What is the average salary that a finance major can expect? At first glance, it doesn’t appear that a degree in finance is the ticket to a career with stellar pay. The average recipient of a bachelor’s degree in finance takes in $101,038 a year. When you consider all bachelor’s degree recipients, the median (half earn less, half earn more) is just slightly lower: $93,664.
Dig a little deeper, however, and it becomes apparent just how many finance-related careers pay well above average. Here’s a look at how you can expect to fare in some of the field’s more common occupations.
- Graduates with a finance degree can work for a wide range of employers, from Wall Street banks and insurance companies to financial-planning firms.
- Some finance graduates go on to pursue a CPA license, although it will likely require additional accounting coursework at the undergraduate or graduate level.
- Financial analysts are among the better-paid professionals in the field, with many at larger firms making upwards of $150,000.
- The types of jobs finance majors can choose from vary greatly, including investing banking, equity research, financial planning, budget analysis, and Treasury analysis.
Some people feel less comfortable making financial decisions, such as buying life insurance and investing for retirement, than others do. That’s why there’s considerable demand for financial planners, who can help these individuals strategize.
Financial planners often work for insurance companies or brokerage houses, often as representatives who make commissions based on the products they sell. An independent advisory representative (IAR), on the other hand, works for fee-based (i.e. non-commissioned) advisory firms or sets up their own planning business. Often, IARs provide a broader range of services, such as budgeting and tax guidance, in addition to offering investment advice.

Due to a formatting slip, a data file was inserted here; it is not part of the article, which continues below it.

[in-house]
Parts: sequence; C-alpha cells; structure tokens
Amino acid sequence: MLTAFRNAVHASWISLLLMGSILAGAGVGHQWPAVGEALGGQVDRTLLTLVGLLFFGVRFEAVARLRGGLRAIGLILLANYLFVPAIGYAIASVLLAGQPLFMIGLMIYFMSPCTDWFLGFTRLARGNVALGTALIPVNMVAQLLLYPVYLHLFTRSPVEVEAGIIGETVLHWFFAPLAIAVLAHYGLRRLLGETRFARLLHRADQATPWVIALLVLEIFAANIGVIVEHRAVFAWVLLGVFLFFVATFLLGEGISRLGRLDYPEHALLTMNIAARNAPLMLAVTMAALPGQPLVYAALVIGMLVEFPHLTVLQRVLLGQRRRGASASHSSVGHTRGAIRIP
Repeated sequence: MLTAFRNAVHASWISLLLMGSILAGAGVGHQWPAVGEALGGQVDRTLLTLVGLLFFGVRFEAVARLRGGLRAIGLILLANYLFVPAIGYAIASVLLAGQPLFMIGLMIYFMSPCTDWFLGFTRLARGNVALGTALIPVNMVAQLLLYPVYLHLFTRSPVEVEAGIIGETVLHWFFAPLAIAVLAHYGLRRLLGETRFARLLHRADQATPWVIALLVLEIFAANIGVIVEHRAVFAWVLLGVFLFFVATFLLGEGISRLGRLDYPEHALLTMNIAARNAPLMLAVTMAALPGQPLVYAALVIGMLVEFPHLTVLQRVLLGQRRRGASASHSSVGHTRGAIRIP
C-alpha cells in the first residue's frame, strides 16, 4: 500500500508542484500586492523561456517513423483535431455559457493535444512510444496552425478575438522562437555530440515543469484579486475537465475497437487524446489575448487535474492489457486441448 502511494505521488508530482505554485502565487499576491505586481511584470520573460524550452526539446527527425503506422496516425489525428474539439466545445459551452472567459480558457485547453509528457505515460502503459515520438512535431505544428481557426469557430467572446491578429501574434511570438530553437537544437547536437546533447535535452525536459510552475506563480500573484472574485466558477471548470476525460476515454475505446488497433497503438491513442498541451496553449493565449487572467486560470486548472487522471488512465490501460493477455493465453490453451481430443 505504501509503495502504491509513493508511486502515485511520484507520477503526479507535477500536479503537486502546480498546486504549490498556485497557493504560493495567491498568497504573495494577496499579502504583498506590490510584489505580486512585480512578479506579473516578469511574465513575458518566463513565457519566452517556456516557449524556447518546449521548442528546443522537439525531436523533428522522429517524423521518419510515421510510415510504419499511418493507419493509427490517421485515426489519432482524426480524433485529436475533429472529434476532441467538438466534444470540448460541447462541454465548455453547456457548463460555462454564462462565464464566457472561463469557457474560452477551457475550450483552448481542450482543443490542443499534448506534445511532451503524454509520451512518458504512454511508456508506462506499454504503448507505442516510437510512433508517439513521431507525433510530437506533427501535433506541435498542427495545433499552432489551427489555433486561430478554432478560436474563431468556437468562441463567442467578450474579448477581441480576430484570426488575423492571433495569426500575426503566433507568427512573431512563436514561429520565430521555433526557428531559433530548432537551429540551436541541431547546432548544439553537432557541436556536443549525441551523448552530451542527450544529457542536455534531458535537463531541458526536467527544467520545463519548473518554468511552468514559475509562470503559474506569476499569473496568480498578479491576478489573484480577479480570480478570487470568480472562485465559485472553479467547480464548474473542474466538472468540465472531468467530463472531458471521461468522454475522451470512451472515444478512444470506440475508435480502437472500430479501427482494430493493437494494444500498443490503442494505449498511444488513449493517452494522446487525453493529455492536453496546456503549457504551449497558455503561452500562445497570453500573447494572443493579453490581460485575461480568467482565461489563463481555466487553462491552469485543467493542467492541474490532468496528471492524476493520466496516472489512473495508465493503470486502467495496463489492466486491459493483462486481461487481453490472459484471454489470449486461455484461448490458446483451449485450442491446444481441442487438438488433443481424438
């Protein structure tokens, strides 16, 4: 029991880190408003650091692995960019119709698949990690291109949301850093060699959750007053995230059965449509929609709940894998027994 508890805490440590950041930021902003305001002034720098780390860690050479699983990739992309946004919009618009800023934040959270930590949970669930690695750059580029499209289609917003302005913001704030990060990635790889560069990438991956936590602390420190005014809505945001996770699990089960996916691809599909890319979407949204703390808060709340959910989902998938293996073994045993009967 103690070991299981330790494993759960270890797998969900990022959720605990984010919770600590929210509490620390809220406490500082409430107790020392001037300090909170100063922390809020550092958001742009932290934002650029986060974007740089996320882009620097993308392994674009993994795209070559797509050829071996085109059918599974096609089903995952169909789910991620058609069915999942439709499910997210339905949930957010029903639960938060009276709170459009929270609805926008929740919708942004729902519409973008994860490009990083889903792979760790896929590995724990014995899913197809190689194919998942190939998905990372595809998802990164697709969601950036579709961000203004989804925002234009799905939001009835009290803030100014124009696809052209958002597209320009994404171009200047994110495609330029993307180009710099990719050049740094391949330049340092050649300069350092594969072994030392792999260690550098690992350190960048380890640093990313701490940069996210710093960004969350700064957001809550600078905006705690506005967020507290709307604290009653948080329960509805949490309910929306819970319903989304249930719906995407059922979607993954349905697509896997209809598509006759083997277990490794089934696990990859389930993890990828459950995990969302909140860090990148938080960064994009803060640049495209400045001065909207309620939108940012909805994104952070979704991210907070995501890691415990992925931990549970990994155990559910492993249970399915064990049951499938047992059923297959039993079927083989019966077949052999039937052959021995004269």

A personal financial advisor’s median annual compensation in 2020 was $89,330, according to the U.S. Bureau of Labor Statistics (BLS). What’s more, employment within the field is expected to increase by 5% between 2020 and 2030.
Corporate Finance Professional
Major corporations often have entire departments tasked with helping the company raise and manage the capital that fuels their operations. Finance majors can pursue a number of different paths in corporate finance, most of which tend to pay very respectably.
Those who work on the treasury team, for example, help the company manage its cash, develop a strategy for short-term investments, and analyze foreign exchange (forex) transactions. A job as an entry-level treasury analyst pays a median of $60,000 a year; however, corporate treasurers, who have more experience, make a median salary of $199,750.
Meanwhile, the median pay for budget analysts—the professionals who examine how the organization spends money—is a solid $54,750.
Junior-level associates may find themselves handling an array of tasks, including helping to research different investment options and preparing presentations. Later in their career, however, they may take on management roles and shoulder greater responsibility for investment strategies.
To work in the financial sector, an individual does not need a finance degree, though it helps. Individuals with various majors work in finance and have high-paying and well-respected positions.
Individuals who develop this expertise typically make a good living, with the average wealth management professional enjoying an average base salary of $77,119, according to the job-search website Indeed.
While the responsibilities of financial analysts can vary based on where they work, their basic role is to help large organizations make prudent investment decisions. They may examine economic trends, meet with a company’s management team, and pore over financial statements in order to develop an appropriate investment plan.
Typically, they use that information to develop financial models that help predict the potential outcome of different strategies.
The work of financial analysts breaks down into two basic categories: Buy-side analysts often work on behalf of insurance companies, foundations, and other institutional investors, providing advice to the money managers responsible for those clients.